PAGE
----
Updated March 15, 2022 for Equal Pay Day. Originally published in 2016.
Shero: Lillis Taylor, Founder of The March Quilts and Executive Director of Bib and Tucker Sew-Op. Lillis’s work as Director of Bib and Tucker has brought women together in a creative and empowering environment. As founder of The March Quilts, she has carried that message of empowerment to the larger community and is addressing issues that impact everyone.
The March Quilts is a project that began in 2015 when Bib & Tucker Sew-Op partnered with community organizations to commemorate the 50th anniversary of the Selma to Montgomery marches through open sewing sessions that yielded 461 quilt blocks. The end product was three quilts which hung at the Selma Public Library and the Alabama Department of Archives in Montgomery during the anniversary.
Year 2 (2016) focused on pay equity. Simply put, women today are paid less than men. On average, a Caucasian woman makes approximately 79 cents for every dollar paid to her male counterpart. The gap is even worse for women of color – African American women earn approximately 64 cents and Latina women earn only 55 cents for each dollar earned by Caucasian males. Despite President Kennedy’s Equal Pay Act of 1963 and President Obama’s Lilly Ledbetter Fair Pay Act of 2009, equality in the US workforce continues to be unattainable.
GirlSpring (GS): How did you come up with the topic for Year 2?
Lillis Taylor (LT): We decided that because of the popularity of Year 1, that we would continue the project and focus on a civil or human rights issue each year. Specifically I read the book Grace and Grit, by Lanier Scott Isom, which is about Lily Ledbetter, a woman who worked for Goodyear in Gadsden and brought pay equity for women into the spotlight. I learned a lot from the book that I
didn’t know about the huge inequalities in pay for women, and I wanted to focus on this for Year 2.
We enlisted a UAB student, Lisa Nguyen, to design the logo for this year’s March Quilts, which features a pie chart representing the gender gap in wages, and she chose the color purple which is the color of the Suffragette movement. We also chose purple as the background color for the quilt
squares this year.
GS: Have the Year 2 quilts (pay equity) been completed?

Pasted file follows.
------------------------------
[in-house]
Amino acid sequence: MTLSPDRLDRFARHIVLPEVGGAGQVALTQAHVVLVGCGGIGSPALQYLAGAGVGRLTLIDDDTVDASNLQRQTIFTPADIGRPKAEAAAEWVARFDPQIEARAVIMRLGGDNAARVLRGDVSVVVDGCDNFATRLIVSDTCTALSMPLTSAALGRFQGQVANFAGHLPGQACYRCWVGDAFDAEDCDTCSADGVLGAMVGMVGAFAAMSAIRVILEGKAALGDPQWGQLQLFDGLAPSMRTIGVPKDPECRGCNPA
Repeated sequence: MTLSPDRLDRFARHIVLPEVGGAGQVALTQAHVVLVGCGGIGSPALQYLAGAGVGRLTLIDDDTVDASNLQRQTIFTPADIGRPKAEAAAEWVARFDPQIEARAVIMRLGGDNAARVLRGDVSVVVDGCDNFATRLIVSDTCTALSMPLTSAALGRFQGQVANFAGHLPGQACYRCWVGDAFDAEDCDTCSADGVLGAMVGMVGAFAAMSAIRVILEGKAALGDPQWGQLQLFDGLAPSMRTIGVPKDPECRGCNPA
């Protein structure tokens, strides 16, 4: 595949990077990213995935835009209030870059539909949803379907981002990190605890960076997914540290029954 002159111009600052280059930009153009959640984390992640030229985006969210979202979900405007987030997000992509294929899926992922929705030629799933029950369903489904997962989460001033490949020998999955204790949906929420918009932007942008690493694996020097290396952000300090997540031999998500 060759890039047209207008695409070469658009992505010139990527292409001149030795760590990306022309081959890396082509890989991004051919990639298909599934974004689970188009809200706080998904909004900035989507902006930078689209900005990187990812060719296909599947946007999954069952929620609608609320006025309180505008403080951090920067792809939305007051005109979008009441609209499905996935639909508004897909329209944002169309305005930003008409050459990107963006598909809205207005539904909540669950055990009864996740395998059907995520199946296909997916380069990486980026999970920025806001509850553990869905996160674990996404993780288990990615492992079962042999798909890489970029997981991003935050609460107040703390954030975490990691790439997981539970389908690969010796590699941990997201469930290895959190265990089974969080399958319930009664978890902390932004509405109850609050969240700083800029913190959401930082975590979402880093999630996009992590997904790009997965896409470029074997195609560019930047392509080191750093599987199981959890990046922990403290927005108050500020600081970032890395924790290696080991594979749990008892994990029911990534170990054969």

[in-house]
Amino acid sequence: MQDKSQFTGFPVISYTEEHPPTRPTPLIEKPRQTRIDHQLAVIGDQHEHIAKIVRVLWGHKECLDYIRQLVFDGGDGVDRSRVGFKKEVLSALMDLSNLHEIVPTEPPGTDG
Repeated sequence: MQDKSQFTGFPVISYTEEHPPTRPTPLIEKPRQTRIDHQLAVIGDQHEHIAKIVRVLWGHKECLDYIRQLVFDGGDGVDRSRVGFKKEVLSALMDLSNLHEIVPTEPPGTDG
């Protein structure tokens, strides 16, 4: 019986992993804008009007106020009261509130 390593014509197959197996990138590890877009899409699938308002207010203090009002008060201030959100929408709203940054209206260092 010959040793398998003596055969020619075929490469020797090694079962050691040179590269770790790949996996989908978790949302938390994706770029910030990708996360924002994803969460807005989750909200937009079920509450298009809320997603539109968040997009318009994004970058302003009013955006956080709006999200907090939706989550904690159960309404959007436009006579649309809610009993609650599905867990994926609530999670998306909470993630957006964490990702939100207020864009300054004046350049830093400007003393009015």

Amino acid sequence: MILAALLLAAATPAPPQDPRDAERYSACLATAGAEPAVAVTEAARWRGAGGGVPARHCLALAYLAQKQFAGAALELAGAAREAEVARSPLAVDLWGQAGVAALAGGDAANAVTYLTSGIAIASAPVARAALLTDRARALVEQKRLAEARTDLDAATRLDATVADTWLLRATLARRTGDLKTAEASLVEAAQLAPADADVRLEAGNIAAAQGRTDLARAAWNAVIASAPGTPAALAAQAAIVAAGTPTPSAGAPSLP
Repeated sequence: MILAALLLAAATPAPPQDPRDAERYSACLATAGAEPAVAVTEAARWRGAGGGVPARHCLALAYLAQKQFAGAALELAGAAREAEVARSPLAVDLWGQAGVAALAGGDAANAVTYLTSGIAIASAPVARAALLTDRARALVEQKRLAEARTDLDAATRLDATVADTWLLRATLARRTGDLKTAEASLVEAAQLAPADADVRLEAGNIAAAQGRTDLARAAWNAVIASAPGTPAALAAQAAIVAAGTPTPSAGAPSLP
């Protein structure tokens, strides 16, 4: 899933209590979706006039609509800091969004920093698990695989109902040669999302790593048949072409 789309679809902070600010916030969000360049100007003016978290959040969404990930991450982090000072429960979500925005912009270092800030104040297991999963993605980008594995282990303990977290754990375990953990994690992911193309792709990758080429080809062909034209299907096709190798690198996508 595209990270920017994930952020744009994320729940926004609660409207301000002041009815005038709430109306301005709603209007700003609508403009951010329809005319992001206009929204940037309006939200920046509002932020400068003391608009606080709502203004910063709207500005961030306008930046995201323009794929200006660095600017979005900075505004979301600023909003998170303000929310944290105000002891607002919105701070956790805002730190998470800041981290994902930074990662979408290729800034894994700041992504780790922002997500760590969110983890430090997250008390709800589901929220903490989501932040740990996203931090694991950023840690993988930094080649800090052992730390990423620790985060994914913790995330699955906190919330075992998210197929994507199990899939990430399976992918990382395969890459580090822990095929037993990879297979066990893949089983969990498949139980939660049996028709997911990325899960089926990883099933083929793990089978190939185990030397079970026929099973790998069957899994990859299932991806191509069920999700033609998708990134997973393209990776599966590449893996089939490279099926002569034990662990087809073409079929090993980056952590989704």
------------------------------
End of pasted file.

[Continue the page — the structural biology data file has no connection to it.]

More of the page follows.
LT: We had community open sewing sessions in January and February and we collected quilt squares, but not as many as last year. We are going to make one quilt, and because we have less squares, this gives us the opportunity to do some design work. We plan to incorporate the numbers of three different pay wages of women into the quilt design (Caucasian women get 79 cents per dollar compared to men, African-American women get 64 cents, and Latina women get only 55 cents). Ultimately, the quilt will hang at the Birmingham Museum of Art later in 2016.
GS: Why do you think there were less squares?
LT: I think with last year’s focus on civil rights, people were very familiar with the issue and knew exactly what they wanted to do, but this issue is different. People don’t talk about it as much, and so people don’t really know what to think about it, and that makes it harder for people to wrap their heads around it.
GS: Once people started working on the squares, do you think that they then became more interested in the topic of equal pay?
LT: I think we were coming at it as a way to educate people about the topic, the belief being that people should get equal pay for equal work, but what we learned was that not everyone agrees with that. So, what we ended up doing, was even taking a step further back to really get that conversation started. It’s a sensitive issue because you are talking not only about equality, but also about money,
and that is always a touchy subject. We hope that we will have the chance to showcase the quilt a few times over the next few months so that we can use it as a starting point for more open forum discussions.
GS: Is there anything that really stands out to you about this project?
LT. Yes. One really beautiful thing that happened as a result of the project, was that the Bib and Tucker women, especially some of the older women really opened up and shared their stories about pay inequality that they had experienced.
GS: Were you always interested in quilting?
LT: No, so my maternal grandmother, who died when I was 2 was an excellent seamstress, but I was not. I have pictures of my mom trying to teach me to sew and I just wasn’t interested at all. Then, in 2007, I went to Gees Bend and met the quilters there, and was just really moved by what they were doing. I have a background in industrial design, so anything that involves beauty and utilitarian function inspires me. When I turned 30, it seems that the stars aligned and I found my groove and had patience enough to commit to this slow art form. So, although I haven’t always sewn, I feel like now I’m communing with my grandmother.
GS: What advice would you give to teen girls who are interested in sewing, or fashion, or quilting?
LT: Birmingham is a different place than it was when I grew up. There are so many young people, right out of college that have great ideas and are doing great things. Meeting one person can be a catalyst these days because the community is linked up through social media and organizations like GirlSpring. If you find one person, chances are, that will lead you to a whole group of like-minded people.